Pas de Trois – eBook
by Karin Kallmaker
Your purchase unlocks epub, Kindle, non-Kindle mobi and PDF formats for download.
- Helen and Diana have one thing in common: they both loved Edie. As they sit together at Edie’s wake, their mutual grief forms a bond that soon takes a surprising turn. Comfort in the midst of grief or the beginning of something new? A sweet and sexy story of moving on.
What People are Saying:
- Pas de Trois at Just About WriteThis tale of love lost and love found makes you cry and laugh at the same time.
- Reader Comments about Karin’s Short StoriesShe tells stories that can be read over and over again with characters that linger in your thoughts.
- Pas de Trois at Lambda Book ReportOne of the finest!
- words: 3000
- "Pas de Trois" was originally published in Dancing in the Dark (Naiad Press). It also appeared in Romance for Life (Intaglio). Revision ©2018.
From "Pas de Trois"Diana was definitely the grieving widow. After the last of the mourners had said what they wanted to say about Edie, Diana rose from the first pew, and was the first to view Edie in her coffin. She was followed by another five women, all of whom had at one time lived with Edie during her forty-five years.
I noticed that they had unconsciously arranged themselves in order of most recent (Diana) to longest ago (Emily). In between came Catherine, Kathryn, and Anne. I was reminded of the wives of King Henry VIII. Edie as Henry… There was a little truth to the comparison, but I didn’t want to think about that now.
After the parade of girlfriends came Edie’s many other friends (some of whom she’d slept with), her co-workers (ditto), then her family (she drew the line there). I kept my mind busy counting the number of ex-lovers, then I realized if I didn’t get in the queue I’d end up last.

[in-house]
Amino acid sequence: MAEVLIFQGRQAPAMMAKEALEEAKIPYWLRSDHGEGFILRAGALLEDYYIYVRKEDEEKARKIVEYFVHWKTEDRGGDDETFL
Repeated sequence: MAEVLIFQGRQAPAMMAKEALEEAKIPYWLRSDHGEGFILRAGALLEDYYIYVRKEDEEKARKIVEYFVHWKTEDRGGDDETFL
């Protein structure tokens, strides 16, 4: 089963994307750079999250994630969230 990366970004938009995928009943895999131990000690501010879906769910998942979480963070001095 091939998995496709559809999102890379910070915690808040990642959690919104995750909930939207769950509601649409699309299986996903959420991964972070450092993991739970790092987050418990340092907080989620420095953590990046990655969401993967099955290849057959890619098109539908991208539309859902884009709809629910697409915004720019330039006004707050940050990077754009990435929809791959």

As I rose to my feet, I saw that people ahead of me were clearing the way. I was amused, then touched when Diana, who had remained near the foot of the coffin, came toward me with her arms open. Diana was the grieving widow, having been resident at the time of Edie’s death. But I was Helen, and referred to by the others as The Wife. I’d lived with Edie the longest: eight years. Twice as long as any of the others.
Diana might have been the one to break my record. But then Edie had gotten sick, and before we’d even been able to prepare ourselves, she was gone.
I don’t like funerals and I certainly don’t like coffins, not even ones festooned with a rainbow flag. I’d managed to make it forty-two years without viewing a body. I’d been hoping to pay my respects with some privacy, but now everyone was watching. The heavy scent of the roses and lilies was thick in my throat.
At the last moment couldn’t do it. I wasn’t going to look at her waxen face. I didn’t know if I’d throw up or if I’d do what I really wanted to do—slap her silly and scream at her that I’d told her to get a pap smear every year and every year she made some excuse. You never listened to me, Edie Campbell, and look where it got you, damn you.
I hate crying in front of people, but Diana cries the same way I do, so I felt less self-conscious. It’s not pretty and it’s not showy—a steady flow of tears down a blotchy face that requires constant dabbing with increasingly useless, shredded tissues. She handed me a Kleenex and whispered that she had a ton of them.
I awkwardly turned away from the coffin before I got close enough to see Edie, then hugged each of the girlfriends (I could never remember which Cathy was the “C” versus the “K”), ending again with Diana. We hugged each other for a long time, and the solid warmth of her eased the cold ache in my chest.